World Water Day: The Power of Water and Jobs
This guest blog post was written by William Varley, American Water's Senior Vice President, Northeast Division.
World Water Day is an annual event celebrated on March 22.
The spirit of the annual UN World Water Day is for people everywhere to show that they care about water and that they have the power to make a difference on both a local and global level. It’s easy to find inspiration in the messages available at www.unwater.org/worldwaterday, which this year focus on the power that water and jobs have to transform people’s lives. Nearly all jobs have a direct relationship to water and it is truly our most precious resource.
Of course, those of us in the industry always have water on our minds. Our livelihoods depend on successfully delivering and treating water to the highest possible standards, which in turn impacts the livelihoods of those we serve. That’s why we’re constantly looking for new creative concepts to its management and delivery -- sometimes even in older places. In one recent project, we took an innovative approach to traditional geothermal and developed a new application that lowered energy costs and reduced a 40,000-square-foot school’s carbon footprint without utilizing fossil fuel in the winter months.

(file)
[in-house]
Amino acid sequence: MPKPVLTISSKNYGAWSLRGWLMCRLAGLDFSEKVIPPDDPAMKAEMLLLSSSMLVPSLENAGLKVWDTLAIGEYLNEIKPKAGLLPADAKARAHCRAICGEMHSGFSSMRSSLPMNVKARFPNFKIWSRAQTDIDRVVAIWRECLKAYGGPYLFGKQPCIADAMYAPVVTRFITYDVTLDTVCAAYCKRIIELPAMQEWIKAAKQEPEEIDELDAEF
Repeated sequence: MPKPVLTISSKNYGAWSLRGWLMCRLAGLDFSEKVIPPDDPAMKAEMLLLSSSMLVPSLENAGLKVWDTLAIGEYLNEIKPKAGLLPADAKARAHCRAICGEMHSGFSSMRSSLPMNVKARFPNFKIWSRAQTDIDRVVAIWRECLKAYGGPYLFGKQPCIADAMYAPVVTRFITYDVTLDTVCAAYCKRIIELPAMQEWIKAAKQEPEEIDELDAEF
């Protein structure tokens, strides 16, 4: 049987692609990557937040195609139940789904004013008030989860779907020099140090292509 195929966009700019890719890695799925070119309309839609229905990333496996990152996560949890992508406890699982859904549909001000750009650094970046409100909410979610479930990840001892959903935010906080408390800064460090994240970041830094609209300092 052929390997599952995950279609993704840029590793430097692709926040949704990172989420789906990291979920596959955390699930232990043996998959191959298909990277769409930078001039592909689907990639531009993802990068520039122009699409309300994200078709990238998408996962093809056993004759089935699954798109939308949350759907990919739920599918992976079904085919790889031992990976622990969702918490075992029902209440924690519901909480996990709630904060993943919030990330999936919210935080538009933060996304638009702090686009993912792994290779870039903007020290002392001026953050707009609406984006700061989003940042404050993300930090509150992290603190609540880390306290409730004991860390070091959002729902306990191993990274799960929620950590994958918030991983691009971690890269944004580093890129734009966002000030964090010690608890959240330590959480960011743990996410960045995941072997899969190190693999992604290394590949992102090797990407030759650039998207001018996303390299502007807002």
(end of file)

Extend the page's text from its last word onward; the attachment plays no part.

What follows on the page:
The geothermal system at the William L. Buck Elementary School in Valley Stream, NY uses the thermal properties of water as it passes through a heat exchanger. Using geothermal energy systems in schools is not a new idea -- they have been successfully used in other states like Iowa, Illinois and New Mexico for some time. And although geothermal technology in general has been in use since the 1950s, this implementation is unique: the water is pumped from the mains through a heat exchange unit within the school to heat and cool the building. This system differs from traditional “closed loops” systems that require drilling a series of recirculation loops to normalize the temperature of the water. Instead, water is drawn from the water main, making the geothermal installation expedient, cost efficient and less invasive.
For the first time ever, the William L. Buck Elementary School can be cooled in summer, enabling the school district to relocate summertime programs and events to the facility. The broader view on this project is that it could help transform how traditional geothermal systems are implemented and introduce a new application in renewable energy.
Water improving education, and education improving job prospects…it’s not hard to see the ultimate connection to World Water Day’s theme. Just as water and energy go hand-in-hand, water and jobs are inextricably connected. See what you can do to help, and find more inspiration here at http://www.unwater.org/worldwaterday/learn/en/.